By Hugh Finlay
British solar power has come a long way since several years ago, in 2011, when it supplied virtually no power. Now in 2017, solar contributes as much as 25% of the country's power to the national grid. And by 2040,it is predicted that solar and wind power will supply most of what the UK needs for its energy needs. As a gas power trader in the company Alfa Energy Ltd. put it "Look at today (a typical summer's day), 15% of our power in the UK is coming from solar as we speak, and its going to get better."
Because of fluctuations in the British weather, the daily solar and wind power produced also fluctuates. But this does not dampen the British enthusiasm for renewable energy, as they realize that other sources of energy such as coal and natural gas, are set to run out sometime in the future.
These fluctuations mean that companies selling power have to figure out a system for predicting how much renewable energy can be produced during a particular period of time. WeatherXchange is a company that has been formed by Stephen Doherty to predict the weather for renewable energy production. He said "The weather market has been a relatively low-growth trajectory with a few bumps since 2000, but in the last few years it's really kicked. We now see a wide variety of hedging by energy companies including temperature, rainfall related to hydro, wind and some solar." As a spokesman for the commodities broker Marex Spectron said "The edge is now in knowing the weather."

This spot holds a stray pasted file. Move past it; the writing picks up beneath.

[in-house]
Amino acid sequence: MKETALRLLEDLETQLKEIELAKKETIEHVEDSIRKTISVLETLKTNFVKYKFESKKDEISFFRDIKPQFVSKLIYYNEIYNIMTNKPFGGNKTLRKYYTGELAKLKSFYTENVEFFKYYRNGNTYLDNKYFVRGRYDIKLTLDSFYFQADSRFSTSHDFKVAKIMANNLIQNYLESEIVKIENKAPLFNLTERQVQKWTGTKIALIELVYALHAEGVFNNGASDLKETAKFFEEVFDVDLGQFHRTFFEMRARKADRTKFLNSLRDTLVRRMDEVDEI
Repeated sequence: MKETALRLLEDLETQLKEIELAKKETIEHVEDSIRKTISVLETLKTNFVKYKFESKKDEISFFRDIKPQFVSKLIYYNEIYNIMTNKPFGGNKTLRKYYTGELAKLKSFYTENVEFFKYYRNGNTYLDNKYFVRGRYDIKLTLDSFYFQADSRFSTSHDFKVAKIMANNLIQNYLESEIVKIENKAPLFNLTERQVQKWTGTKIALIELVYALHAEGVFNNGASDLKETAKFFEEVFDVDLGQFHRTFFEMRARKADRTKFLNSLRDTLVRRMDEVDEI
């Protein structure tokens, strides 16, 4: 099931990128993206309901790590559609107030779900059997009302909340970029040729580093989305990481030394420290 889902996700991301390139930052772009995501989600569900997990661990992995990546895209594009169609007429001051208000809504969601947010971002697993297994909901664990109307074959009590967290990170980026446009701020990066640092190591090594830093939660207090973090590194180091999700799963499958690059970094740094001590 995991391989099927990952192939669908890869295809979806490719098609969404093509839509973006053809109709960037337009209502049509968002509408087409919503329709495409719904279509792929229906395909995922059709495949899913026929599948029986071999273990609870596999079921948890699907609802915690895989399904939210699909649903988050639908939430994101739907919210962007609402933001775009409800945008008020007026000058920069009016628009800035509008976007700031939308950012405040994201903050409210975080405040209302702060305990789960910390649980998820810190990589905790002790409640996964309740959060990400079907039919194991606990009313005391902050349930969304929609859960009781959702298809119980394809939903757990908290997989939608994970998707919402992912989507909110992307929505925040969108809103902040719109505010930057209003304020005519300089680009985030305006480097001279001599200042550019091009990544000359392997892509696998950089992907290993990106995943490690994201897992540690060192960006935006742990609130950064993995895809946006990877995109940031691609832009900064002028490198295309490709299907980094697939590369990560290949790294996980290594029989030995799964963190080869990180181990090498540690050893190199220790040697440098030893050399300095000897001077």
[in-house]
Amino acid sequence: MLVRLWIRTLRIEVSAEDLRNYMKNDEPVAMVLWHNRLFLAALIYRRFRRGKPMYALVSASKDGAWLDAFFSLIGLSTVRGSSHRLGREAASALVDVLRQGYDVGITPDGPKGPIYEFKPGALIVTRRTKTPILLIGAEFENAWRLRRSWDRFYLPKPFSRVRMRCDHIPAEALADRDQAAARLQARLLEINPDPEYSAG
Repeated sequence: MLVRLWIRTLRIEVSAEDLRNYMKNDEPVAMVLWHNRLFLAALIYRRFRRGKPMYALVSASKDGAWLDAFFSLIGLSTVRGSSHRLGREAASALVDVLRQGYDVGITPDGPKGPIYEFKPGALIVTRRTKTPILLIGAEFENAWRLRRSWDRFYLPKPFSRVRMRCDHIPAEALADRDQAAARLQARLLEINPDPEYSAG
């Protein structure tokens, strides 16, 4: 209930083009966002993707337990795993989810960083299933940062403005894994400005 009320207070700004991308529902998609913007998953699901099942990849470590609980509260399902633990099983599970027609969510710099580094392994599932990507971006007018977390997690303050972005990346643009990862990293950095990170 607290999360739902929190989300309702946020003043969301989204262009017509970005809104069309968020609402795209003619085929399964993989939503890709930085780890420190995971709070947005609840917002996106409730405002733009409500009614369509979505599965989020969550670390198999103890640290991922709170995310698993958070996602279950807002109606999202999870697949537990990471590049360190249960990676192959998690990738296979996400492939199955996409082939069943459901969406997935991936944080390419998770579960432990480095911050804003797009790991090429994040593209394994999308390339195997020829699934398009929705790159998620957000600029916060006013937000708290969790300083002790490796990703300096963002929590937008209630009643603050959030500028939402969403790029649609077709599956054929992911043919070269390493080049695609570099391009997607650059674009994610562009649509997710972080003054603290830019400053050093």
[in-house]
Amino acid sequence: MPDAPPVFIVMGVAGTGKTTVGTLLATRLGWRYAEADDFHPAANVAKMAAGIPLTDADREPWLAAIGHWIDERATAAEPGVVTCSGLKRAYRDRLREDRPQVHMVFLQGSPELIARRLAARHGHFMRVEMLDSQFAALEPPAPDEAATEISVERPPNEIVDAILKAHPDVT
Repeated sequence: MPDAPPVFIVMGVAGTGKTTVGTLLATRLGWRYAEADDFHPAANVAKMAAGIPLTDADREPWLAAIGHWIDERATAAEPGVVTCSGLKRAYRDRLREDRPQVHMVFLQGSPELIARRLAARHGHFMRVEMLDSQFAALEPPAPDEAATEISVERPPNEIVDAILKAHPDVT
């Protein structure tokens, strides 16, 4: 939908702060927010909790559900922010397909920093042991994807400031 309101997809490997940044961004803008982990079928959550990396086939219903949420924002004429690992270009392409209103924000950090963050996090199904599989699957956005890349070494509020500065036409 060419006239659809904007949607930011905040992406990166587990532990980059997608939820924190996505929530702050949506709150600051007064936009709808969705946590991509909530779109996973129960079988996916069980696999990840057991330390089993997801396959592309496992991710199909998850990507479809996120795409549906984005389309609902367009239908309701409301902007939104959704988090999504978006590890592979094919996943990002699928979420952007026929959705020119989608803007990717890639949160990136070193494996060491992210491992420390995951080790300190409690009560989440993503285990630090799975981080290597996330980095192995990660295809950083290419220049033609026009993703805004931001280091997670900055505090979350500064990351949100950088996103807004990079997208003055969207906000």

By 2035 the UK may need as much as 55 terawatt-hours of electricity, to supply power for the increased use of electric cars, planned by the government. Although the British solar power industry is not as developed as in other countries in Europe, it is expanding. One of Britain's biggest solar companies, Hive Energy, which has created over 300 megawatts of solar power in over 20 sites in the UK, has announced the setting up yet another solar park, supplying 40-megawatts. Hive's CEO said "This subsidy free solar farm will generate a level of renewable energy which will make a significant contribution towards meeting national energy targets and will help to increase the security of the UK's energy supply."
In Scotland a solar farm the size of 40 soccer pitches is being set up, and will provide 20 megawatts of power. The company Elgin Energy already has 24 solar farms in the UK, producing 250 megawatts of electricity. This solar farm will become the biggest in Scotland, overtaking one in Perthsire which produces 13 megawatts. Interestingly, sheep will graze on the site of the solar farm.
Policy director, Stephanie Clark said "Large-scale solar has played a part in Scotland since 2005 and we are now beginning to see more applications for commercial projects coming forward. North east Scotland's skies and longer daylight hours mean the area is attractive to developers. Large schemes like this one are able to use that resource to provide clean electricity which can meet its climate change targets."
Solar does have one up and coming rival: onshore, and off-shore, wind projects are being set up around the UK.